Cycling Collisions

Updated 26/11/2019 
Posted: 25/11/2019 10:07:26

As was seen by the recent change in the road rules cyclists are now to be given more space on the road.  This decision was prompted by a number of road collisions involving cyclists and these changes were introduced as a way to help reduce them. Given the increased use of bikes, particularly in Dublin City, we decided to dig a little deeper and have a look at the key concerns that road users should keep in mind.

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The Three Greatest Dangers

Looking through the research, we have identified the three key black spots for cyclists:

  1. Dry Roads in a 50km zone

Although it seems counter-intuitive most collisions happen on dry roads in a 50km zone. Not surprisingly, most of the collisions are among commuters Monday-Friday. While it is unclear as to why, it appears that cyclists and road users are generally more cautious when the roads are wet, and less so when they are dry. 
  1. T junctionsImage result for t junction ireland

T-junction with a traffic light or without a control (essentially no lights) are the most dangerous for cyclists.  The key answer to reducing collisions has been to give them more space - giving cyclists space at this type of junction is important as they are blind spots. For example, potholes are more likely to occur at a junction as this is where traffic pressure can be at its greatest, so cyclist may be trying to avoid this as they turn, and therefore need more space.
  1. Seasonal

According to studies cyclist collisions peak during July and September – which corresponds to the height of tourist season and back to school time.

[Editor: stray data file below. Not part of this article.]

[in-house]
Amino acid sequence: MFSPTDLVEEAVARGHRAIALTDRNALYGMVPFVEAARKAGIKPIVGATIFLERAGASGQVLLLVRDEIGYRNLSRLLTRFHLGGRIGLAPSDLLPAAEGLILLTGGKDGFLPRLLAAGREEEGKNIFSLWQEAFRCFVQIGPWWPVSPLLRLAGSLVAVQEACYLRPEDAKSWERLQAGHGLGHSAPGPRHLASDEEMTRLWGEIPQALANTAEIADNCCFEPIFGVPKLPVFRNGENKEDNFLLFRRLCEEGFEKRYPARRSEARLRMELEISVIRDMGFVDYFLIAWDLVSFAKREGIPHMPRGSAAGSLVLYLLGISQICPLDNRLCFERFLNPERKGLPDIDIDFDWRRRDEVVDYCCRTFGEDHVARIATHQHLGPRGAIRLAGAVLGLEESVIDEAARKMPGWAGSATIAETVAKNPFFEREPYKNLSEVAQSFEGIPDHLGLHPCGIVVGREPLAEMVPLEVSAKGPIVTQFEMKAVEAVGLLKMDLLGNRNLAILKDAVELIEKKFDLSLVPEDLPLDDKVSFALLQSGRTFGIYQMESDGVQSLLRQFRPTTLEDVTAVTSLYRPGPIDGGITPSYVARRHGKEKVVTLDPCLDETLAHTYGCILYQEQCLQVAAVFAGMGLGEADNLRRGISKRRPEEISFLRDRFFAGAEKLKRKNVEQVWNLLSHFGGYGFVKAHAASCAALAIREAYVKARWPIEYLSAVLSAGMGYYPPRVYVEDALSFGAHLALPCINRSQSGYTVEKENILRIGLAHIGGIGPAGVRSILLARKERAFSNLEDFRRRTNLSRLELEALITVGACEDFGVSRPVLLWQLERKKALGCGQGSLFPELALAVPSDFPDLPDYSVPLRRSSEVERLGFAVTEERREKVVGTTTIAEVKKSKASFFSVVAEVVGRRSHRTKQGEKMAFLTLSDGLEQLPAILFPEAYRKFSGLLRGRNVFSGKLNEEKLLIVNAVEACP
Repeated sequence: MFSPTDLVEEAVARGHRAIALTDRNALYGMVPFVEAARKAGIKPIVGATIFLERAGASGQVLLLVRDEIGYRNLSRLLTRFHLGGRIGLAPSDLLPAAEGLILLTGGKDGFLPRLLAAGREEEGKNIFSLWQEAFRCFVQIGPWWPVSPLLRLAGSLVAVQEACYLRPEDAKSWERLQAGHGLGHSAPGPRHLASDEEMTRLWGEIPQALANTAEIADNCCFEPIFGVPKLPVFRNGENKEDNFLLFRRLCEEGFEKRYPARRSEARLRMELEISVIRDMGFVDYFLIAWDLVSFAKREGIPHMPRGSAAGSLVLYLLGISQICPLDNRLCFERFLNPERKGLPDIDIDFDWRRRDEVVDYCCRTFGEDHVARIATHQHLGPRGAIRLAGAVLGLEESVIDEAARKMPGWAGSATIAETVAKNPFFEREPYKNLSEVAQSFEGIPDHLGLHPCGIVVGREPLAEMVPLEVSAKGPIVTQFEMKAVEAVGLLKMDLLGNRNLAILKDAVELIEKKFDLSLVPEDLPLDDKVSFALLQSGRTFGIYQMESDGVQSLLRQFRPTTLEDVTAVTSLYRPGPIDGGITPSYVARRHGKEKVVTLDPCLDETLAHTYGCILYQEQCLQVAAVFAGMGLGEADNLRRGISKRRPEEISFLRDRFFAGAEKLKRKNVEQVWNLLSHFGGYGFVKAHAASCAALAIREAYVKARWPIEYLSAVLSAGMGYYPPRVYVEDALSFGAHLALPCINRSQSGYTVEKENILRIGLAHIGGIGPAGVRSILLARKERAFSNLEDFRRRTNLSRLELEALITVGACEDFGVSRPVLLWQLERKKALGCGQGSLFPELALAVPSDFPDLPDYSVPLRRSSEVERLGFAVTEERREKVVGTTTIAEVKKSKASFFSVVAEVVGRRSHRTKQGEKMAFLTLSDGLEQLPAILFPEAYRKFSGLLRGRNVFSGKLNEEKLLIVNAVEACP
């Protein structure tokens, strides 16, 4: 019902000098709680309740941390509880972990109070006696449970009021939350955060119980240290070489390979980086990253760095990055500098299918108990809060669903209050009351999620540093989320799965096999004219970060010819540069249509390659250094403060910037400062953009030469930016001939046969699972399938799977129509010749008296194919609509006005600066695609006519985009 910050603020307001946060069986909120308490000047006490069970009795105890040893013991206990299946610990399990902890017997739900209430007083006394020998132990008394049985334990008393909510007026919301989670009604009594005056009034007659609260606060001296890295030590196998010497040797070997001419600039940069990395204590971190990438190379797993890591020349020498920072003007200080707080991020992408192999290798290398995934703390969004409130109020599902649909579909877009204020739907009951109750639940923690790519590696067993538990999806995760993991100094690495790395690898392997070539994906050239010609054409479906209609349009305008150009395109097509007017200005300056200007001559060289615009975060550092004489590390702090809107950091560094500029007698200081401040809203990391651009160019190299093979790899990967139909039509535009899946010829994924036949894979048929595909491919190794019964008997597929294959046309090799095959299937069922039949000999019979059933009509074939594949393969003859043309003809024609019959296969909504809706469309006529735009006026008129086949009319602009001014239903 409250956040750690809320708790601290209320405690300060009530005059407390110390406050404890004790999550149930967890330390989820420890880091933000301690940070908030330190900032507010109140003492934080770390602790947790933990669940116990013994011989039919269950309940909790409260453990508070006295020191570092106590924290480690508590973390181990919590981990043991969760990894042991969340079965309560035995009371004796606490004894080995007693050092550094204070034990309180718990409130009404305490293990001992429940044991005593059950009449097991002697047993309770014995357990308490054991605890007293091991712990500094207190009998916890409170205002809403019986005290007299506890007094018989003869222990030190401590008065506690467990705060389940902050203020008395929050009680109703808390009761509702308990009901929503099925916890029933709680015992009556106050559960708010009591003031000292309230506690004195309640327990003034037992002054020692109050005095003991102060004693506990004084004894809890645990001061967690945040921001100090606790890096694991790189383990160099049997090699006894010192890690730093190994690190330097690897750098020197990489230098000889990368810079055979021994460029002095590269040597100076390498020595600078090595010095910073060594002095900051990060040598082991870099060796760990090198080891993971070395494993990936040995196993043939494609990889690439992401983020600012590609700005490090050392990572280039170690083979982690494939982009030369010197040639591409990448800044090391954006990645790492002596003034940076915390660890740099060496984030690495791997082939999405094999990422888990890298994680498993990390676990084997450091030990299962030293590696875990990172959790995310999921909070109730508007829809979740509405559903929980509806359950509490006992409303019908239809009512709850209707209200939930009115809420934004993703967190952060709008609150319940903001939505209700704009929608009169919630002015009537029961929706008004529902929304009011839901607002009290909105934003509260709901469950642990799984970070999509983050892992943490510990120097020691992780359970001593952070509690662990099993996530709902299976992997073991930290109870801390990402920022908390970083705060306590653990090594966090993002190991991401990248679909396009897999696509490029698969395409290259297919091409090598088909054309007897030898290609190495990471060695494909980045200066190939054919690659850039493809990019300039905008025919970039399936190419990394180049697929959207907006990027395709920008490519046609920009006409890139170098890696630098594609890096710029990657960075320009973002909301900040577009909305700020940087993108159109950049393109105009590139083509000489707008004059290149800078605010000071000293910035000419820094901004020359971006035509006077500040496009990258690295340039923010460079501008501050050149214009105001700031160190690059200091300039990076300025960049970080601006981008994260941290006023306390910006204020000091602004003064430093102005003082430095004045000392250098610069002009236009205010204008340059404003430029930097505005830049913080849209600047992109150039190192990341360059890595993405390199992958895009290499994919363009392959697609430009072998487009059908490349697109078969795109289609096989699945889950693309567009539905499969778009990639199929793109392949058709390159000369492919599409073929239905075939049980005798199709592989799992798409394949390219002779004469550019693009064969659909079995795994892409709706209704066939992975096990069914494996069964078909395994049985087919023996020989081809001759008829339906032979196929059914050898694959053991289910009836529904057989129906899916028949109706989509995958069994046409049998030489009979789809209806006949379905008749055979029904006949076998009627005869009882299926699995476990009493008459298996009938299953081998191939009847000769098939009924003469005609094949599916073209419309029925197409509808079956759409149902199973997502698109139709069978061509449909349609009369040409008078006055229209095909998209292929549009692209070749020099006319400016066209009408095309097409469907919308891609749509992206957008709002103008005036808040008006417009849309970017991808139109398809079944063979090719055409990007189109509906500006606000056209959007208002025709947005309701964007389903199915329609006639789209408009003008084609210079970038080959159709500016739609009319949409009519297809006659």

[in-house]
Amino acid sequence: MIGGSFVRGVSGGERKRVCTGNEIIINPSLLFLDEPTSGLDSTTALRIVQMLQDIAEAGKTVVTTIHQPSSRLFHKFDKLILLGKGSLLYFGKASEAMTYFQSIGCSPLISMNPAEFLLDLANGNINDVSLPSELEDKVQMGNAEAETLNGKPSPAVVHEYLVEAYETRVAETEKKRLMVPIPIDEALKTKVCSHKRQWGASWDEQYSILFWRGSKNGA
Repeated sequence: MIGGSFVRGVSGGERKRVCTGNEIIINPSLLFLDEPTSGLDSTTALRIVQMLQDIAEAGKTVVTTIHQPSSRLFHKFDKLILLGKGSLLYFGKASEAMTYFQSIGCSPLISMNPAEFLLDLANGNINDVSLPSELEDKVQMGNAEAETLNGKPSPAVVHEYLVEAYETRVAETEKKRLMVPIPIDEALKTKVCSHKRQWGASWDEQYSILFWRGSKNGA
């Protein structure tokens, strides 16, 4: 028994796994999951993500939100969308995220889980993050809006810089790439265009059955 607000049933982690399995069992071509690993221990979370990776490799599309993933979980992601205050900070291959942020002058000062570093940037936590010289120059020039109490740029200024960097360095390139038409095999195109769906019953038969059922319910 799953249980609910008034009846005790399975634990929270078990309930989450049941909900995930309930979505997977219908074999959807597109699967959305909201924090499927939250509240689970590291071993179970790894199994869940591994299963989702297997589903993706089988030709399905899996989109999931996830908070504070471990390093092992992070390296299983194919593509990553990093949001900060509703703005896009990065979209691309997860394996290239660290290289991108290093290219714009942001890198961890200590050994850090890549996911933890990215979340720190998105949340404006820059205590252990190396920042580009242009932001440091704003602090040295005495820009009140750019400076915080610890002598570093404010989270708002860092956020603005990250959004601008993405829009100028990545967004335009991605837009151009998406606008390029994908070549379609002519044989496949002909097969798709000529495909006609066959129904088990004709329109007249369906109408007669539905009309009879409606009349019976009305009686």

High Risk Categories

Image result for female cyclist dublin

We have found three high risk categories:

  1. Females 20’s-30’s

Of women involved in collisons, 65%-90% of these women were in in their 20's and 30's.

  1. Males 20’s-30’s

50-60% of men involved in collisions were also in their 20's and 30's.
  1. Occasional cyclist

These are cyclists who may not be used to the road speed or sheer volume of traffic. 


Worst Cycling Collision Spots in Dublin City Centre

Image result for o'connell street

Having identified the greatest dangers and the groups most at risk, we had a look at the three spots in Dublin that cyclists should take care:

  1. O’Connell Street

The area between Abbey Street (Luas tracks) and College Green is the most dangerous place for cyclists in Dublin city. A series of T-junctions are located here so traffic is coming and going several different directions so it is difficult to predict where your fellow road user may be going.

  1. Church Street

Where Church Street/Bridge Street Lower meet at the River Liffey is also particularly dangerous. This area consists of both a T-junction and a crossroads.
  1. Portobello Bridge

The area around Portobello Bridge between Rathmines Road Lower and Canal Road also consists of a T-junction and crossroads and is a significant blackspot for cyclist collisions.


What can we all do

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  1. Be aware

We all need to be aware as road users that cyclists may have to deal with unexpected obstacles on the road other than ourselves, for example rubbish dumped on the side of the road.
  1. Give cyclists space – law or no law

Regardless of the law cyclists need space. Unexpected obstacles can turn up or road surface conditions can change at a moment’s notice. They need the space to avoid these.
New legislation came into effect on the 11th November of this year and it is now an offence not to give a cyclist sufficient space. It is now required by law to give a distance of one metre in locations with speed limits less than 50km/h, and 1.5 metres where the speed limit is greater than 50 km/h.
  1. Dedicated cycling routes

The results of studies illustrate the fact that we need segregated and dedicated cycling facilities. An example of this is the proposed Liffey Cycle Route. It is planned to be a 5km segregated cycle track running from the Tom Clarke (East Link) bridge to Heuston Station. It is intended to be 2m wide at some places and 3.5m wide at others. This will make the journey safer and more enjoyable with river views.
CSO. (2006). Volune 12-Travel to Work, School or College [Online]. Viewed June 2015. Available:
CSO. (2011). Profile 10 – Door to Door – Commuting in Ireland [Online]. Viewed June 2015. Available:

Fenton, A (2016) Investigation into the impact of the Dublin Bike scheme on accident patterns in Dublin city from 2006 to 2012, MSc unpublished dissertation, Dublin institute of Technology, Dublin.
Midgley, P (2009) The Role of Smart Bike-Sharing Systems in Urban Mobility. Journeys, May 2009, Issue 2, 23-31.